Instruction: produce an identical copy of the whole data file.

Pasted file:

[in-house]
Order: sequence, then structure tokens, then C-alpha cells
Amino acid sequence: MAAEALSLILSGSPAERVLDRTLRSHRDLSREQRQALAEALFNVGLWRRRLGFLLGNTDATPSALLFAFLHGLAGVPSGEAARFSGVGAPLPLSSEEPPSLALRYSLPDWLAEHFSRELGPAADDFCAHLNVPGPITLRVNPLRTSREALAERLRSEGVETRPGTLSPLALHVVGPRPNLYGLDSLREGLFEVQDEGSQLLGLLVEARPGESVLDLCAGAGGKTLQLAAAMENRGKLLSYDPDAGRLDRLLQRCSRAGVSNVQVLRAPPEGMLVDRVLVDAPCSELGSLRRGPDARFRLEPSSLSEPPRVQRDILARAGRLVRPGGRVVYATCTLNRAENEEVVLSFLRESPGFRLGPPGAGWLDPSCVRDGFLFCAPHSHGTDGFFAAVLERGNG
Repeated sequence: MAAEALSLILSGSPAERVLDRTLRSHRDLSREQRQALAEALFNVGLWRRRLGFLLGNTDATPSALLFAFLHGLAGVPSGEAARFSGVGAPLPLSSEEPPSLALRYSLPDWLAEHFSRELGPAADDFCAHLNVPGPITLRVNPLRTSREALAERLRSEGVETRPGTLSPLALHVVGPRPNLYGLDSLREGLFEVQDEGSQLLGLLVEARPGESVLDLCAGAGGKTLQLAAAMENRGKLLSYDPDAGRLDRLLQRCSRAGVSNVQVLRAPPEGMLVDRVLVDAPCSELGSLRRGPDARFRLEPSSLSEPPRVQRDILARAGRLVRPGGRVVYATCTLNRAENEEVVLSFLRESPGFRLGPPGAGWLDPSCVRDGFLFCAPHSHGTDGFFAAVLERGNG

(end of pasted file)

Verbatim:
[in-house]
Order: sequence, then structure tokens, then C-alpha cells
Amino acid sequence: MAAEALSLILSGSPAERVLDRTLRSHRDLSREQRQALAEALFNVGLWRRRLGFLLGNTDATPSALLFAFLHGLAGVPSGEAARFSGVGAPLPLSSEEPPSLALRYSLPDWLAEHFSRELGPAADDFCAHLNVPGPITLRVNPLRTSREALAERLRSEGVETRPGTLSPLALHVVGPRPNLYGLDSLREGLFEVQDEGSQLLGLLVEARPGESVLDLCAGAGGKTLQLAAAMENRGKLLSYDPDAGRLDRLLQRCSRAGVSNVQVLRAPPEGMLVDRVLVDAPCSELGSLRRGPDARFRLEPSSLSEPPRVQRDILARAGRLVRPGGRVVYATCTLNRAENEEVVLSFLRESPGFRLGPPGAGWLDPSCVRDGFLFCAPHSHGTDGFFAAVLERGNG
Repeated sequence: MAAEALSLILSGSPAERVLDRTLRSHRDLSREQRQALAEALFNVGLWRRRLGFLLGNTDATPSALLFAFLHGLAGVPSGEAARFSGVGAPLPLSSEEPPSLALRYSLPDWLAEHFSRELGPAADDFCAHLNVPGPITLRVNPLRTSREALAERLRSEGVETRPGTLSPLALHVVGPRPNLYGLDSLREGLFEVQDEGSQLLGLLVEARPGESVLDLCAGAGGKTLQLAAAMENRGKLLSYDPDAGRLDRLLQRCSRAGVSNVQVLRAPPEGMLVDRVLVDAPCSELGSLRRGPDARFRLEPSSLSEPPRVQRDILARAGRLVRPGGRVVYATCTLNRAENEEVVLSFLRESPGFRLGPPGAGWLDPSCVRDGFLFCAPHSHGTDGFFAAVLERGNG